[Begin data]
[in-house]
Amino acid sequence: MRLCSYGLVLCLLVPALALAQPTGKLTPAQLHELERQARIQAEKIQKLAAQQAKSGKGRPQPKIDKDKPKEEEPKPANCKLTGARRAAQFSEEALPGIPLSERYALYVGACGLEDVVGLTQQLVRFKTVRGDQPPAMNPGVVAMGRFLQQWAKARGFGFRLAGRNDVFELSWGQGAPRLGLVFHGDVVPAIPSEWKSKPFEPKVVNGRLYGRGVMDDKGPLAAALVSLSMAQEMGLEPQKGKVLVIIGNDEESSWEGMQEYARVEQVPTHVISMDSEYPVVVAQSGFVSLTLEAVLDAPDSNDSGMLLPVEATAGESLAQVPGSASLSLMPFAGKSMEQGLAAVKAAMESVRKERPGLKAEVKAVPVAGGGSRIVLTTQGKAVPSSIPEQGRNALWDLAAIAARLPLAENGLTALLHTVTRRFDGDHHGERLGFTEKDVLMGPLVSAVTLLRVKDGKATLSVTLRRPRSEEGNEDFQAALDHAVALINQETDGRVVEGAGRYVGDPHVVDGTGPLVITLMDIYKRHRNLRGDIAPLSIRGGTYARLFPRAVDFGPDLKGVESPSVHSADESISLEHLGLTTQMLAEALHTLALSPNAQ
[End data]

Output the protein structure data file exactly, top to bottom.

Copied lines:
[in-house]
Amino acid sequence: MRLCSYGLVLCLLVPALALAQPTGKLTPAQLHELERQARIQAEKIQKLAAQQAKSGKGRPQPKIDKDKPKEEEPKPANCKLTGARRAAQFSEEALPGIPLSERYALYVGACGLEDVVGLTQQLVRFKTVRGDQPPAMNPGVVAMGRFLQQWAKARGFGFRLAGRNDVFELSWGQGAPRLGLVFHGDVVPAIPSEWKSKPFEPKVVNGRLYGRGVMDDKGPLAAALVSLSMAQEMGLEPQKGKVLVIIGNDEESSWEGMQEYARVEQVPTHVISMDSEYPVVVAQSGFVSLTLEAVLDAPDSNDSGMLLPVEATAGESLAQVPGSASLSLMPFAGKSMEQGLAAVKAAMESVRKERPGLKAEVKAVPVAGGGSRIVLTTQGKAVPSSIPEQGRNALWDLAAIAARLPLAENGLTALLHTVTRRFDGDHHGERLGFTEKDVLMGPLVSAVTLLRVKDGKATLSVTLRRPRSEEGNEDFQAALDHAVALINQETDGRVVEGAGRYVGDPHVVDGTGPLVITLMDIYKRHRNLRGDIAPLSIRGGTYARLFPRAVDFGPDLKGVESPSVHSADESISLEHLGLTTQMLAEALHTLALSPNAQ